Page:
A new political party has just emerged in South Africa and it is called the African Democratic Change (ADeC) lead by Dr Makhozi Khoza. Its new logo (above) has caused some outcry and much attention for the new party for obvious reasons.
On the left-hand side is the logo of the ANC and on the right-hand side, that of ADeC. On the face of it there are a number of distinguishing factors; the use of blue, the juxtaposition of the various elements making up the mark and the fact that many of these elements are not uncommon in local political party logos. You can see that in this illustration below:
The use of circles, colour combinations of yellow and green and flames/sun type elements are quite common. One could argue that people/voters are used to these combinations and will focus on other parts of the logos, and not be confused. But is this the end of the matter?
The reality is that there are certain very stark similarities in the logos, especially the use of the black, green and yellow combination in the flame device in the ADeC logo. These colours are identical to the ANC colours (in exact Pantone colour it appears), and also are juxtaposed in the same combination i.e. black, yellow then green. There are other important similarities too; the clenched hand holding a torch & spear, and the circle and wheel device and flag/flame flying concepts.
Passing Off and Trade Mark Infringement
Under South African law it is possible to own rights in colour combinations if one can establish a reputation in them, or if they are registered as such in the colour combination at the national trade mark office. It is almost certain that even if the ANC has not registered the colour combination, that it will be able to establish a reputation in those colours. The question then is whether as a result of that reputation, the use of the combination by ADeC may result in a likelihood of confusion.
Importantly, it is then not the entire ANC logo that is compared with the ADeC logo, but simply the colour combination in which it can show a reputation. One can immediately see then, that arguments for a likelihood of confusion become greater and quite possibly could succeed. This ground is known as passing off.
Under trade mark infringement it really depends on how the mark is registered. If the colour combination is registered then the enquiry is much the same, though it could be more straightforward. If there is found to be use of an identical trade mark for identical services (as covered by the registered trade mark), then there is no need to show a likelihood of confusion, and the ANC would prevail.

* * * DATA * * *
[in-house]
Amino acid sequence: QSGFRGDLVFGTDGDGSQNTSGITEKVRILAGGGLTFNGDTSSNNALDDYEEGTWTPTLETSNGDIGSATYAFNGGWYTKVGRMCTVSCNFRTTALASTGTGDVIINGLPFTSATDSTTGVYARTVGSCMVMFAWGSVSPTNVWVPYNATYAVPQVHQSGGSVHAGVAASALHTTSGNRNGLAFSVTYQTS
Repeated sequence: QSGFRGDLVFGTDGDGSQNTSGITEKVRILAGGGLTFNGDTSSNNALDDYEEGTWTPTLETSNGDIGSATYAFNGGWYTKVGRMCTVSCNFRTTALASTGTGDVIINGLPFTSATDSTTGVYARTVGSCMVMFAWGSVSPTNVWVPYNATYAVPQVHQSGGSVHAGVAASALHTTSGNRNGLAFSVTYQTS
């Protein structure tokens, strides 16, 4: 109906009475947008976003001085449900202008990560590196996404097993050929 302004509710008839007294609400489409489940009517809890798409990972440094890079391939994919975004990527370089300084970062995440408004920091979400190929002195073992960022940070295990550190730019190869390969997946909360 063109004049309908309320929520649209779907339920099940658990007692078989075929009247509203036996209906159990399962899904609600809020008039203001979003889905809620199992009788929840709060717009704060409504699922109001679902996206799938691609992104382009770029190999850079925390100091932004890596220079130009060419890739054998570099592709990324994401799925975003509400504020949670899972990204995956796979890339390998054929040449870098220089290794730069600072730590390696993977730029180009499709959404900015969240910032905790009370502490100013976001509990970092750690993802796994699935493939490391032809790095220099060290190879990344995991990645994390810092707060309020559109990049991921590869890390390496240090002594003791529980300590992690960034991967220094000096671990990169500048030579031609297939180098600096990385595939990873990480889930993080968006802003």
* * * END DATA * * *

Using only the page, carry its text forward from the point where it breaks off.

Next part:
Under the Advertising Standards Association Code
This is a code that regulates advertising in South Africa against advertising that is in conflict with the code. The new ADeC logo will qualify as an advert under the code and could be open to an objection by the ANC, if it can show that there is misuse of its advertising goodwill in the colour combination. This enquiry is very similar to the ground of passing off explained above, and if the ANC can show a likelihood of confusion then it will prevail.
However, there is an even stronger potential ground under the code and that is “imitation”. If there is imitation of an advertising concept then, even if there is no likelihood of confusion, the ASA Code could be used to stop advertising with that logo amongst members of the ASA, which include industry bodies regulating print, media and online advertising in the country. This could prove powerful even though the ANC or ADeC are not likely to be members of the ASA – the ASA’s recent ruling in the Herbex case (on jurisdiction of the ASA and its indirect effect over non-members) may come to their aide on this point.
The difficulty with using the code is that political advertising is excluded from the scope of the code. Consequently, this forum would only be available in very limited circumstances.
Under the IEC Code
This code is aimed at ensuring free and fair elections in South Africa. The code has specific provisions against “plagiarising other party’s symbols, names and acronyms” and can impose a fine of R200 000 against a wrongdoer. Plagiarism is arguably more difficult to show than imitation and passing off because it implies actual copying, and is more a copyright term. (This is not really a copyright dispute as the colour combination is probably not able to meet the originality threshold for copyright to exist). That said, if one accepts that the colour combination is that of the ANC as an advertising concept or under passing off, then copying of that may sway the decision maker, rendering it plagiarism under the IEC code.
This is not the first time, political parties are having a spat over logos. Indeed the ANC took on COPE in a similar (but different) dispute many years ago as reported on the Afro-IP blog here. Some may well say that this is intentional by ADeC, that the media coverage is well worth the legal risk and it probably is. As mentioned in these posts (here and here) on the new UKIP logo in the UK and the public commentary on the possible furore with the Premier League over logos, it is important for political parties to get proper registered protection for their symbols.
(as published on Afro-IP)
UPDATE: Listen to Darren speak about the dispute with Gugulethu Mhlungu on Radio 702 below.